Skip to main page content
Access keys NCBI Homepage MyNCBI Homepage Main Content Main Navigation
Review
. 2017 Dec;49(4):326-352.
doi: 10.3947/ic.2017.49.4.326.

Guidelines for the Antibiotic Use in Adults With Acute Upper Respiratory Tract Infections

Affiliations
Free PMC article
Review

Guidelines for the Antibiotic Use in Adults With Acute Upper Respiratory Tract Infections

Young Kyung Yoon et al. Infect Chemother. .
Free PMC article

Abstract

These guidelines were developed as part of the 2016 Policy Research Servicing Project by the Korea Centers for Disease Control and Prevention. A multidisciplinary approach was taken to formulate this guideline to provide practical information about the diagnosis and treatment of adults with acute upper respiratory tract infection, with the ultimate aim to promote the appropriate use of antibiotics. The formulation of this guideline was based on a systematic literature review and analysis of the latest research findings to facilitate evidence-based practice, and focused on key questions to help clinicians obtain solutions to clinical questions that may arise during the care of a patient. These guidelines mainly cover the subjects on the assessment of antibiotic indications and appropriate selection of antibiotics for adult patients with acute pharyngotonsillitis or acute sinusitis.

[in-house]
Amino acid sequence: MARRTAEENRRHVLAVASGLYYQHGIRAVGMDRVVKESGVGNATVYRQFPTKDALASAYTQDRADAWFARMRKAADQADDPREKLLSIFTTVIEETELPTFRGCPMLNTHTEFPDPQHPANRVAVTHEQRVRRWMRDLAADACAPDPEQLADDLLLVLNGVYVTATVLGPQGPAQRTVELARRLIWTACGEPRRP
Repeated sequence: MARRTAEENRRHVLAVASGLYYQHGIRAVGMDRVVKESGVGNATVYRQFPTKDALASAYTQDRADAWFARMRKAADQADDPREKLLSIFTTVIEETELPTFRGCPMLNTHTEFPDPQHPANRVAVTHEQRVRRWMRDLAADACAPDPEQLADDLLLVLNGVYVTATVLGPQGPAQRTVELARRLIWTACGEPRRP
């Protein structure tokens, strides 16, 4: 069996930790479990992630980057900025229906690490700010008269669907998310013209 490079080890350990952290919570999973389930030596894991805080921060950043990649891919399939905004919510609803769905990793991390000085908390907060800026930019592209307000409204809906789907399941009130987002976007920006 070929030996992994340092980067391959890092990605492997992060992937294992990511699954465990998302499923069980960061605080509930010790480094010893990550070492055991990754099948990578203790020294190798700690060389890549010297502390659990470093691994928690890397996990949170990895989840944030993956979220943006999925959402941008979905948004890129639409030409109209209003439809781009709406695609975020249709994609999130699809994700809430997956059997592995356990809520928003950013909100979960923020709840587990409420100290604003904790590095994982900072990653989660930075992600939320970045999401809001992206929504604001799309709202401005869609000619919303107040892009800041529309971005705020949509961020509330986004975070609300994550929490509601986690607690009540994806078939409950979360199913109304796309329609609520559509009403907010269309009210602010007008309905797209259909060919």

Keywords: Antibiotics; Guideline; Pharyngitis; Rhinosinusitis; Tonsillitis.

Conflict of interest statement

No conflicts of interest.

Figures

Figure 1
Figure 1
Flowchart for use of antibiotics for acute pharyngotonsillitis
Figure 2
Figure 2
How to take a throat swab. ① Press the tongue with a tongue depressor to reveal both palatine tonsils and uvula. ② Without touching the uvula, place a sterile swab deep inside the throat, past the uvula. ③ Gently stroke one palatine tonsil, posterior nasopharynx, and the other palatine tonsil, in the order specified. ④ Collect samples of lesions such as exudate in the area of sample collection. Be careful not to touch other areas in the mouth, such as the tongue and inner cheek, or to contaminate the swab with saliva. Immediately place the swab in a sterile tube and send it to the laboratory [26]
Figure 3
Figure 3
Flowchart for early use of empirical antibiotic therapy in patients with acute bacterial sinusitis

Similar articles

See all similar articles

Cited by 4 articles

References

    1. Johnston S, , Holgate S. Epidemiology of viral respiratory infections. In: Myint S, Taylor-Robinson D, editors. Viral and other infections of the human respiratory tract. London: Chapman & Hall; 1996. pp. 1–38.
    1. Fendrick AM, Monto AS, Nightengale B, Sarnes M. The economic burden of non-influenza-related viral respiratory tract infection in the United States. Arch Intern Med. 2003;163:487–494. - PubMed
    1. Kirkpatrick GL. The common cold. Prim Care. 1996;23:657–675. - PMC - PubMed
    1. Kim SW. Upper respiratory infections in adults. J Korean Med Assoc. 2010;53:10–19.
    1. Wessels MR. Streptococcal pharyngitis. N Engl J Med. 2011;364:648–655. - PubMed
Feedback